Corona del Mar Today: A view from above the Civic Center site

September 24, 2011|By Amy Senk

Walking along the perimeter of the Civic Center Construction project, Matt and Yoland McNutt have a view of every detail of the work going on behind the fence — with the help of an 18-foot blimp rigged with a remote-controlled camera.

"Let's go a little lower," Yolanda says as Matt pulls the tether.

Then she angles the camera and zooms in on the workers, the crane and the pieces of steel being placed at the project site off MacArthur Boulevard.

Every month, the McNutts bring their blimp to the site to get detailed photos, which the contractors use to provide city officials with updates.


Before construction began, the photos were used to assess views from nearby homes and businesses, said William Hahn, a program manager with C.W. Driver, the company building the Civic Center.

"It was used as a guide," he said. "It was the best way to see, 'What do people see from these homes, from those, from those over there,'" he said. "Now we use the photos for progress reports. This really gives us perspective."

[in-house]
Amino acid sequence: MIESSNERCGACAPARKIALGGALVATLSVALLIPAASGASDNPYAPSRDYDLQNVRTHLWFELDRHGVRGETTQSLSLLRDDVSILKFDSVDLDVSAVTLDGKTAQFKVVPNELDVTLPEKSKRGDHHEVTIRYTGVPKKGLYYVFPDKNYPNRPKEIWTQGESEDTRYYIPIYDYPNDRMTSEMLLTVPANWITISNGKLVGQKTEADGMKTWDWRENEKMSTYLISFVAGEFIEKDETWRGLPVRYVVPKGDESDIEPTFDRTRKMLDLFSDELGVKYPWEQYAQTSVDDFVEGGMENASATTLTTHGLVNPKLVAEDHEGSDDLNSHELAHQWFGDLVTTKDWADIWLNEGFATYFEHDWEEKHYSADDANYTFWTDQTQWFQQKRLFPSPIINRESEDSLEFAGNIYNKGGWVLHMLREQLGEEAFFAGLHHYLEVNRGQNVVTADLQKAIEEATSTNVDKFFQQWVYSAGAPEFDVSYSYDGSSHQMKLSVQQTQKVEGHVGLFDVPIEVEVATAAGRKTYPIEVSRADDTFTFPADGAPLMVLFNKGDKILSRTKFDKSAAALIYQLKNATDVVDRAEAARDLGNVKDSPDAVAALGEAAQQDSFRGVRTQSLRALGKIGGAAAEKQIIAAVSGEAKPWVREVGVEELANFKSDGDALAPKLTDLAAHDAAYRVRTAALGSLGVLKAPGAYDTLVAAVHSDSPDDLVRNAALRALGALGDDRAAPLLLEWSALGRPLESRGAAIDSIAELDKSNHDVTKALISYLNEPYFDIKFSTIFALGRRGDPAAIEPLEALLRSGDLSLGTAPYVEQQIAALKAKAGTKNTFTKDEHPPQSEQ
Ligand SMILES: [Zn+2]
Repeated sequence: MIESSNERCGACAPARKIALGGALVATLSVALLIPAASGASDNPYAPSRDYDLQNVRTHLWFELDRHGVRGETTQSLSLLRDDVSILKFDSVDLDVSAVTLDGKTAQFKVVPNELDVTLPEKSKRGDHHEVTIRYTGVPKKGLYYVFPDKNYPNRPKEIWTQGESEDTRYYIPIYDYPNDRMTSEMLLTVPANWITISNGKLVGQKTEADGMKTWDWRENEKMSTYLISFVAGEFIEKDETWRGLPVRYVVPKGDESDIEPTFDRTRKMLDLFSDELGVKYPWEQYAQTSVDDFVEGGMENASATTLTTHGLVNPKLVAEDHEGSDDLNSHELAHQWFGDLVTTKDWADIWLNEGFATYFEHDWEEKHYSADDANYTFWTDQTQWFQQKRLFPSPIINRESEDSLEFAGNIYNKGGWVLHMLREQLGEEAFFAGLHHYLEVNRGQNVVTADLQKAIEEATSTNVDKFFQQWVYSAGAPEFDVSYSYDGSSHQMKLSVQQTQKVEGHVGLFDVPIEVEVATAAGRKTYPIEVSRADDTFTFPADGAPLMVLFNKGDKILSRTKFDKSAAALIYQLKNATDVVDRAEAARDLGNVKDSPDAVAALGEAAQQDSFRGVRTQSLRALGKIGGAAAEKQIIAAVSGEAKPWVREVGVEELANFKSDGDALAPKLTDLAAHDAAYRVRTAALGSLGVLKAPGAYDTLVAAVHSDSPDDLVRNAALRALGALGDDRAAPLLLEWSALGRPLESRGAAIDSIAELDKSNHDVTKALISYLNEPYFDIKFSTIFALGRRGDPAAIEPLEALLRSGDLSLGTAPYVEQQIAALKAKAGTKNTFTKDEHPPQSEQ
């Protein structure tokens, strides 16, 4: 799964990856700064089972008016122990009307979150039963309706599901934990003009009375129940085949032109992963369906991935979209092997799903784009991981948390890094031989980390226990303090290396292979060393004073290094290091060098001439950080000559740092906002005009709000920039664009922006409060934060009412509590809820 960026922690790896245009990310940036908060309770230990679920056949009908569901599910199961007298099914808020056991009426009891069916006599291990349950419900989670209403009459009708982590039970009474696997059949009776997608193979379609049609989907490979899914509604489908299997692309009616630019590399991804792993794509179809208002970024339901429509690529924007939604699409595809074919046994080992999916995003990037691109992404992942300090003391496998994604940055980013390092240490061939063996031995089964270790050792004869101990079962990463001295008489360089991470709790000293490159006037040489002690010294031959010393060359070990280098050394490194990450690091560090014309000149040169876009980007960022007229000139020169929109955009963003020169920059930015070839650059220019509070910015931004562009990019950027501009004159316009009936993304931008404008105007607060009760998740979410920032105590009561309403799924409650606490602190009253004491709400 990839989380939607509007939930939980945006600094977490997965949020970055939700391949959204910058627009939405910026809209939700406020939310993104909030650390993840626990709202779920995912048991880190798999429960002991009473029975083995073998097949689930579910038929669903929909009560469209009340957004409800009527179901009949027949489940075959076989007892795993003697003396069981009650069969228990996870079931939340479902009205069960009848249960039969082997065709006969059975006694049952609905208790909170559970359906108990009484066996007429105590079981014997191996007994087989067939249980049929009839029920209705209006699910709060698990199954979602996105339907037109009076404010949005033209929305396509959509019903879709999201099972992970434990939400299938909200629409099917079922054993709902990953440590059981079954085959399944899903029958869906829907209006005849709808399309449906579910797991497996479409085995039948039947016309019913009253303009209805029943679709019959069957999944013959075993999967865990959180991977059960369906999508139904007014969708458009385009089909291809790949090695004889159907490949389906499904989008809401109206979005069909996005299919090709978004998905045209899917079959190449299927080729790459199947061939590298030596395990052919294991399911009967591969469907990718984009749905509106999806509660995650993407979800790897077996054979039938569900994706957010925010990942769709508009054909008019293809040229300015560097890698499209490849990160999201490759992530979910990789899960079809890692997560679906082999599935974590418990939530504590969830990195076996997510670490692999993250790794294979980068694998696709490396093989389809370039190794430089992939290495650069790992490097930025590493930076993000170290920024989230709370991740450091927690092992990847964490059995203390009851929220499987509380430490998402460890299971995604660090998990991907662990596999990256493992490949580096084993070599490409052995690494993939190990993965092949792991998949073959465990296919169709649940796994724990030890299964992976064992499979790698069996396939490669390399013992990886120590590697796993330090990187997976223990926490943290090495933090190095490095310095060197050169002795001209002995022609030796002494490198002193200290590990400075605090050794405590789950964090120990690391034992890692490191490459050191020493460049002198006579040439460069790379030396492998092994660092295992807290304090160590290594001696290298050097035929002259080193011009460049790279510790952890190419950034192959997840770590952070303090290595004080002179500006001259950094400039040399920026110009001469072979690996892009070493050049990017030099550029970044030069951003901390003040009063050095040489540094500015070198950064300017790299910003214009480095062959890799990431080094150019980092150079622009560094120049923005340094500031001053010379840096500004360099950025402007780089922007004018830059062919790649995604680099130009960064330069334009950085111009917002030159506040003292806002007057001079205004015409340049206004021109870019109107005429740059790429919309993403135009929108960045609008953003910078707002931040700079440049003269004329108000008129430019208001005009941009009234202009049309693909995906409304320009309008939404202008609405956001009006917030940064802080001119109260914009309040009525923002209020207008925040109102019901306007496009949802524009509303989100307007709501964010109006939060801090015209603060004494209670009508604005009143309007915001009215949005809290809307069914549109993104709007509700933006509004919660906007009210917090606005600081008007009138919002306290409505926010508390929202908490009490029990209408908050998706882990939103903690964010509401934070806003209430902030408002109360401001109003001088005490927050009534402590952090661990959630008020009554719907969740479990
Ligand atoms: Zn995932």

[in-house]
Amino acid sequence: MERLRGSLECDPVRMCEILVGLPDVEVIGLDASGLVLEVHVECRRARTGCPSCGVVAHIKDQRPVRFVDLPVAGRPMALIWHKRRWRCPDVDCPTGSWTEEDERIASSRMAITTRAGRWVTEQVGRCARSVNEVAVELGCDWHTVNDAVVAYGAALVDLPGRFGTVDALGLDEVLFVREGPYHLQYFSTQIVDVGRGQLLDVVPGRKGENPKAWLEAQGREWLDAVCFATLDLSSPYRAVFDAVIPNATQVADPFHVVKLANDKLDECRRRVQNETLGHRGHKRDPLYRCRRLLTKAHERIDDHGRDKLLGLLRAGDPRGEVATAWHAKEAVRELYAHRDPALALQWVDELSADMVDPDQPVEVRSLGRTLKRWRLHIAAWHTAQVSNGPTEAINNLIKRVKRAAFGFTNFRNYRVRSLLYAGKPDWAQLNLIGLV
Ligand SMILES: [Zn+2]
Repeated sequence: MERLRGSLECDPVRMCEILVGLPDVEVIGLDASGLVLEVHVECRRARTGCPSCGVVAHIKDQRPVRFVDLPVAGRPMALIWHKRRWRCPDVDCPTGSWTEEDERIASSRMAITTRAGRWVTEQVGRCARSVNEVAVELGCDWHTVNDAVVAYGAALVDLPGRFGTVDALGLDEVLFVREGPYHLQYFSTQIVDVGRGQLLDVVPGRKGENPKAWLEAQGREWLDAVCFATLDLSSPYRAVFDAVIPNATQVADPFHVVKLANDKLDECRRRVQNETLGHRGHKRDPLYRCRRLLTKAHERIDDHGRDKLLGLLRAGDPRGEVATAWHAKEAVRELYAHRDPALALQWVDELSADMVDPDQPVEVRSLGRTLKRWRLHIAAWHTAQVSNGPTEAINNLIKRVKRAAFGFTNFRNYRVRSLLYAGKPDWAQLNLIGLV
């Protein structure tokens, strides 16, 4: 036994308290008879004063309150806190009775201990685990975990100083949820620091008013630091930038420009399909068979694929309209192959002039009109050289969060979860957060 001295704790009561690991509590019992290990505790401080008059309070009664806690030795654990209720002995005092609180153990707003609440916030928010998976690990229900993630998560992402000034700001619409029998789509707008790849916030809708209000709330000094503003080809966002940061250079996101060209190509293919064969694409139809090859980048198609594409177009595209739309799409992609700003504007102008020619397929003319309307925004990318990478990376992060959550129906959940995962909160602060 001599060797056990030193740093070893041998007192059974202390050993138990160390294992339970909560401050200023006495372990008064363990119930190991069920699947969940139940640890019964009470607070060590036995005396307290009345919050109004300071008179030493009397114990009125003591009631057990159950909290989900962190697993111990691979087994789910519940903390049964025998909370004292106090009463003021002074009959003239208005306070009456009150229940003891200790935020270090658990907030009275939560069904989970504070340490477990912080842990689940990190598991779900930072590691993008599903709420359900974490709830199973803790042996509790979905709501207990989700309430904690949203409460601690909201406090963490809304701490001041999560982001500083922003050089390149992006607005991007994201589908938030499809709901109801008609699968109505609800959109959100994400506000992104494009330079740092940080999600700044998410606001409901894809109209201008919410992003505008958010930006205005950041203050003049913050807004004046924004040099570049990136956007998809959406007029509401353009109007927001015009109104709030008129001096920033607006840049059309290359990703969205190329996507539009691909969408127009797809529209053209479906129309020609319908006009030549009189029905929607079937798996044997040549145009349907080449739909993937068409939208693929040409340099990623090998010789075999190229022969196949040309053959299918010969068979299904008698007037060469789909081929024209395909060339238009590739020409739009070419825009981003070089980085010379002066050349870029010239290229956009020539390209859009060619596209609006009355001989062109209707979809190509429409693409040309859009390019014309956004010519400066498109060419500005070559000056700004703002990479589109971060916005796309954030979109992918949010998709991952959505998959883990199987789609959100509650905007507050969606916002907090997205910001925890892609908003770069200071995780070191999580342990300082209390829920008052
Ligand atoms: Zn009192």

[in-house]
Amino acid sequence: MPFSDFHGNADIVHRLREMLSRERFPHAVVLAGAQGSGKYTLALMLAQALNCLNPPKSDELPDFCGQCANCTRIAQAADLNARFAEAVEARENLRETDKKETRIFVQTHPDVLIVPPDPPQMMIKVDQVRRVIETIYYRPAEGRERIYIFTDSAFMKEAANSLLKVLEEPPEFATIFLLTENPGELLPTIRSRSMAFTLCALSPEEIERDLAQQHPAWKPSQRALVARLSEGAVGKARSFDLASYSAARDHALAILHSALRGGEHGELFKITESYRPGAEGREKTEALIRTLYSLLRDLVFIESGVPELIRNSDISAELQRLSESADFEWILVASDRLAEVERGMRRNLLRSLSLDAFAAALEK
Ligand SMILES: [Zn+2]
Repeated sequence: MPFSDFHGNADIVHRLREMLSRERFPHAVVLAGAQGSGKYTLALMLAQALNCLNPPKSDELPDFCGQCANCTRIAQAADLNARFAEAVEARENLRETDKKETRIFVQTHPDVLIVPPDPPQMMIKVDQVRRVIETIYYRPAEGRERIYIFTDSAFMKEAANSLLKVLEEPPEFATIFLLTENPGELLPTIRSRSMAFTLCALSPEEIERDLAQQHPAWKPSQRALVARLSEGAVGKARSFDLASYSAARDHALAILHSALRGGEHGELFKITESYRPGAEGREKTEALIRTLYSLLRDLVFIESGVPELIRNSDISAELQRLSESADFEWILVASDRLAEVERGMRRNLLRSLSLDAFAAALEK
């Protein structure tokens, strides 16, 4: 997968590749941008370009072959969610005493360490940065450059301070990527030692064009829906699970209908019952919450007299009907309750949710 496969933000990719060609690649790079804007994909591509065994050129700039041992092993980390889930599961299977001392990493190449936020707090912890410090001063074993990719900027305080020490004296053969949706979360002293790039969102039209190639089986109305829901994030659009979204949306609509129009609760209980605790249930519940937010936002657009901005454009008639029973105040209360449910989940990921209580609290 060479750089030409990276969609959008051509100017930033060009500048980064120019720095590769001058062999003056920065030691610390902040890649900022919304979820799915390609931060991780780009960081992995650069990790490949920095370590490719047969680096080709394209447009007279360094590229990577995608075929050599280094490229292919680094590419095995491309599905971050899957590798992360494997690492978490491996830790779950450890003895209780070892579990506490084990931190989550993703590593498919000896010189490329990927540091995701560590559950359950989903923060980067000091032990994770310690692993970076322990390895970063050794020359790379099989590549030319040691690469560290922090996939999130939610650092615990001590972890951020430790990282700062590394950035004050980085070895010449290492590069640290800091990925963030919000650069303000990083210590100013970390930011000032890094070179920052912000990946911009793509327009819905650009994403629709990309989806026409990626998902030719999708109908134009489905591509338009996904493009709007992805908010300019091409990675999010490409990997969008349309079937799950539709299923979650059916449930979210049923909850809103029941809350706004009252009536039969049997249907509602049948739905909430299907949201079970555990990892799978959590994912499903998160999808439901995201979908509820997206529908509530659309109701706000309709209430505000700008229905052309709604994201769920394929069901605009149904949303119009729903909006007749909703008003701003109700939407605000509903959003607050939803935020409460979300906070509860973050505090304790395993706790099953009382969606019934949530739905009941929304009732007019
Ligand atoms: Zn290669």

Construction for the project began in May 2010, and the center should be complete by the end of 2012. According to the latest city newsletter updating the project, the large crane on site is hoisting and setting steel pieces.

The crane's highest point reaches 160 feet from the ground but will be lowered each day to minimize its impact, the newsletter said, and likely will be used until January 2012.

The McNutts' business is Low Altitude Blimp Photography and is based in Moorpark. They started the company in 1994 after a friend of a relative told them about low-altitude blimps.

Currently, they offer aerial photography services for construction firms as well as well as other groups, and they have a pilot they use when they need to shoot from helicopters or planes.

The blimp, they said, is 18 feet long and about 7 feet wide. It's filled with helium and can hold equipment of up to 11 pounds. It cost about $1,200.

As they raised it to the air on Monday morning to a height of about 150 feet, several passersby stopped to ask them what they were doing.

"Very cool," one man shouted.

"I've seen you here before," a woman asked. "What are you doing?"

Yolanda McNutt handles the photography, as well as guiding Matthew, who is legally blind. Watching out for overhead lines and streetlights is key, and she will tell him to lower the blimp to avoid causing damage to it.

They typically will submit about 60 photographs a month, at a cost of a few hundred dollars a set.

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